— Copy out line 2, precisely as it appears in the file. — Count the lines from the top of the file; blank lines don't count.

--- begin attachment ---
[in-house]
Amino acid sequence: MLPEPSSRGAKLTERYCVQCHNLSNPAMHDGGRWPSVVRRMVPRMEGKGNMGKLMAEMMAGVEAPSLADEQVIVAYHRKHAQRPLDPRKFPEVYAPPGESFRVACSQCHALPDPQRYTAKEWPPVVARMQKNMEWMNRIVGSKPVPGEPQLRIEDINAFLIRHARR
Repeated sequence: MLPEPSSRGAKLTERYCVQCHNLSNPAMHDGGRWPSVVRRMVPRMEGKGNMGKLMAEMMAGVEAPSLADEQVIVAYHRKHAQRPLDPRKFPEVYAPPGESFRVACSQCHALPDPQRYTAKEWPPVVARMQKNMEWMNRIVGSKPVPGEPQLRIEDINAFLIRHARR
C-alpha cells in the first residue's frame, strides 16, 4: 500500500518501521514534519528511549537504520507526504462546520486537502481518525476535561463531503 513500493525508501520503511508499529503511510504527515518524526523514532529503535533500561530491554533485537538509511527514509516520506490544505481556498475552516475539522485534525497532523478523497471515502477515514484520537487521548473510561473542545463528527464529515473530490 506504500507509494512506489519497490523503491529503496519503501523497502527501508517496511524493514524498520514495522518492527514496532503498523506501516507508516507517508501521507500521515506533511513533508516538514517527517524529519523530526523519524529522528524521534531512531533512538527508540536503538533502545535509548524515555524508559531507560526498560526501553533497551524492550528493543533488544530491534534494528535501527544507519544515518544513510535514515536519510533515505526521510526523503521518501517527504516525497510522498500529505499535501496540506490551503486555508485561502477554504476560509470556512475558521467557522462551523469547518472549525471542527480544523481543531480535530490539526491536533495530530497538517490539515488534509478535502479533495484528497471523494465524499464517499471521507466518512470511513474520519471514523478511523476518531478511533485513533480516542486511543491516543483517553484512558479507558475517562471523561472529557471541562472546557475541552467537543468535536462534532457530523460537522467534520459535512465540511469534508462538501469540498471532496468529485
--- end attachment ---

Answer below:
Amino acid sequence: MLPEPSSRGAKLTERYCVQCHNLSNPAMHDGGRWPSVVRRMVPRMEGKGNMGKLMAEMMAGVEAPSLADEQVIVAYHRKHAQRPLDPRKFPEVYAPPGESFRVACSQCHALPDPQRYTAKEWPPVVARMQKNMEWMNRIVGSKPVPGEPQLRIEDINAFLIRHARR